In a proceeding pursuant to General Muncipal Law § 50-e(5) for leave to serve a late notice of claim, the appeal is from an order of the Supreme Court, Richmond County (Maltese, J.), dated July 17, 2008, which granted the petition.
Published by New York State Law Reporting Bureau pursuant to Judiciary Law § 431.
This opinion is uncorrected and subject to revision before publication in the Official Reports.
REINALDO E. RIVERA, J.P., HOWARD MILLER, RUTH C. BALKIN, JOHN M. LEVENTHAL & L. PRISCILLA HALL, JJ.
ORDERED that the order is reversed, on the law, with costs, the petition is denied, and the proceeding is dismissed.
Among the factors to be considered by a court in determining whether leave to serve a late notice of claim should be granted is whether the public corporation acquired actual knowledge of the essential facts constituting the claim within 90 days after the claim arose or within a reasonable time thereafter, whether the petitioner had a reasonable excuse for the failure to serve a timely notice of claim, and whether the delay would substantially prejudice the public corporation in maintaining its defense (see General Municipal Law § 50-e; Matter of Vicari v Grand Ave. Middle School, 52 AD3d 838; Matter of Groves v New York City Tr. Auth., 44 AD3d 856). While the presence or the absence of any one of the factors is not necessarily determinative (see Matter of Vicari v Grand Ave. Middle School, 52 AD3d at 838; Matter of Chambers v Nassau County Health Care Corp., 50 AD3d 1134), the issue of whether the municipality had actual knowledge of the essential facts constituting the claim is of great importance (see Matter of Gonzalez v City of New York, 60 AD3d 1058; Matter of Felice v Eastport/South Manor Cent. School Dist., 50 AD3d 138, 147).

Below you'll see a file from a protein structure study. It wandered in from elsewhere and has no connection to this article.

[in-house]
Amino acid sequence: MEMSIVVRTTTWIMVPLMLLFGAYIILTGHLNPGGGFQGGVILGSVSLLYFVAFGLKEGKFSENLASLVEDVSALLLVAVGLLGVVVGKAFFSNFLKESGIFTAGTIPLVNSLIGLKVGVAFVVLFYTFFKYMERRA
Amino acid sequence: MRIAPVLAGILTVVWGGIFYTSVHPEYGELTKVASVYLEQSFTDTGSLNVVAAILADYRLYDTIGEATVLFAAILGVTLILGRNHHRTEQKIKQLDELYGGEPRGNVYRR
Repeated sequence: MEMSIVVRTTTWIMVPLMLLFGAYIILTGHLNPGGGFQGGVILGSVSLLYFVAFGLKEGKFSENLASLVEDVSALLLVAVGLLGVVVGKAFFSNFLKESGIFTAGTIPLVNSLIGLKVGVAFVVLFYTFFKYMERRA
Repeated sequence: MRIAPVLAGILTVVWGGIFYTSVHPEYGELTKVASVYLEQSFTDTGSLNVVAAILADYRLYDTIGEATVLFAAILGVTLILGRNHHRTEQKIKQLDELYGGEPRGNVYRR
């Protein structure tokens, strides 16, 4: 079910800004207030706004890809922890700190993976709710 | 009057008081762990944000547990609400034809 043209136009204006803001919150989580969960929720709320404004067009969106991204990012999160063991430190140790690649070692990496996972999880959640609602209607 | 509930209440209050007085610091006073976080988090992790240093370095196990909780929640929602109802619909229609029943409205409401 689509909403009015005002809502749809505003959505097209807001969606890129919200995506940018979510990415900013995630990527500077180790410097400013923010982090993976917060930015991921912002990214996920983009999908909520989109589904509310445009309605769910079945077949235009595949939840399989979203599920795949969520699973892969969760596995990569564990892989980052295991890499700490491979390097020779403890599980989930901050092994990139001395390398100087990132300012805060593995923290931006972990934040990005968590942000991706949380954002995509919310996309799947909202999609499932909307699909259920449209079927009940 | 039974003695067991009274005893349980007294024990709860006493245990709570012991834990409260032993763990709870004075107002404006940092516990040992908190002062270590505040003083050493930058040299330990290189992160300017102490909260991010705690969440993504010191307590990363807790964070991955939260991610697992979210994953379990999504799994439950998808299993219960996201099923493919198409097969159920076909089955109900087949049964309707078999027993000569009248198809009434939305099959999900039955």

Generally, the phrase "facts constituting the claim" is understood to mean the facts which would demonstrate a connection between the happening of the accident and any negligence on the part of the municipal corporation (see Saafir v Metro-North Commuter R.R. Co., 260 AD2d 462). The municipal corporation must have notice or knowledge of the specific claim and not merely some general knowledge that a wrong has been committed (see Arias v New York City Health and Hosps. Corp. [Kings County Hosp. Ctr.], 50 AD3d 830, 832; Pappalardo v City of New York, 2 AD3d 699).
The petitioners here asserted that the City of New York obtained actual knowledge of the essential facts by virtue of the police accident report made by the responding officer. However, in order for a report to provide actual knowledge of the essential facts, one must be able to readily infer from that report that a potentially actionable wrong had been committed by the defendants (see Matter of Boskin v New York City Tr. Auth., 44 AD3d 851). Here, the police accident report did not provide the City with actual notice of the essential facts constituting the petitioners' claim. The report merely described the circumstances surrounding the accident, and made no connection between the injuries alleged by the petitioners and the allegedly negligent conduct of the City (see Matter of Gilliam v City of New York, 250 AD2d 680).
Moreover, the petitioners failed to submit any admissible medical evidence to support their claim that the injured petitioner was incapacitated to such an extent that he could not have complied with the statutory requirement to serve a timely notice of claim (see Matter of Portnov v City of Glen Cove, 50 AD3d 1041; Matter of Papayannakos v Levittown Mem. Special Educ. Ctr., 38 AD3d 902).
Finally, the petitioners failed to sustain their burden by rebutting the City's assertions that the delay substantially prejudiced its ability to investigate and defend against the claim (see Matter of Landa v City of New York, 252 AD2d 525; Matter of Deegan v City of New York, 227 AD2d 620).
RIVERA, J.P., MILLER, BALKIN, LEVENTHAL and HALL, JJ., concur.
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